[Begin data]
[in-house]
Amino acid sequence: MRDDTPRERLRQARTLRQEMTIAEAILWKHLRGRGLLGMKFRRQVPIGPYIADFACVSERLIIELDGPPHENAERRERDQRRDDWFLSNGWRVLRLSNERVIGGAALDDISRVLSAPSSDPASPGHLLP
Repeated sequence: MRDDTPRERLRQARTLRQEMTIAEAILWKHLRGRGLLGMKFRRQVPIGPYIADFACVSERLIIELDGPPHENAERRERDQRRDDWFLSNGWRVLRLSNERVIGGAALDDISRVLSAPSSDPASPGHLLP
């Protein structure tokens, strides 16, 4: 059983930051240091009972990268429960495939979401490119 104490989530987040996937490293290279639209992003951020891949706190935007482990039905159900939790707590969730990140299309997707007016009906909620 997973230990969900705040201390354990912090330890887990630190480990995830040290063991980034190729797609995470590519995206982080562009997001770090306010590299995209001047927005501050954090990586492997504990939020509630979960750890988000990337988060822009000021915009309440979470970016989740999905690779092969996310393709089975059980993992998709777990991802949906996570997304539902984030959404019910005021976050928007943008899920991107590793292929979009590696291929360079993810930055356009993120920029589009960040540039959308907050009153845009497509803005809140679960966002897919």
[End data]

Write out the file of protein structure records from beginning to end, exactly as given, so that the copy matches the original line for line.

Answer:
[in-house]
Amino acid sequence: MRDDTPRERLRQARTLRQEMTIAEAILWKHLRGRGLLGMKFRRQVPIGPYIADFACVSERLIIELDGPPHENAERRERDQRRDDWFLSNGWRVLRLSNERVIGGAALDDISRVLSAPSSDPASPGHLLP
Repeated sequence: MRDDTPRERLRQARTLRQEMTIAEAILWKHLRGRGLLGMKFRRQVPIGPYIADFACVSERLIIELDGPPHENAERRERDQRRDDWFLSNGWRVLRLSNERVIGGAALDDISRVLSAPSSDPASPGHLLP
């Protein structure tokens, strides 16, 4: 059983930051240091009972990268429960495939979401490119 104490989530987040996937490293290279639209992003951020891949706190935007482990039905159900939790707590969730990140299309997707007016009906909620 997973230990969900705040201390354990912090330890887990630190480990995830040290063991980034190729797609995470590519995206982080562009997001770090306010590299995209001047927005501050954090990586492997504990939020509630979960750890988000990337988060822009000021915009309440979470970016989740999905690779092969996310393709089975059980993992998709777990991802949906996570997304539902984030959404019910005021976050928007943008899920991107590793292929979009590696291929360079993810930055356009993120920029589009960040540039959308907050009153845009497509803005809140679960966002897919």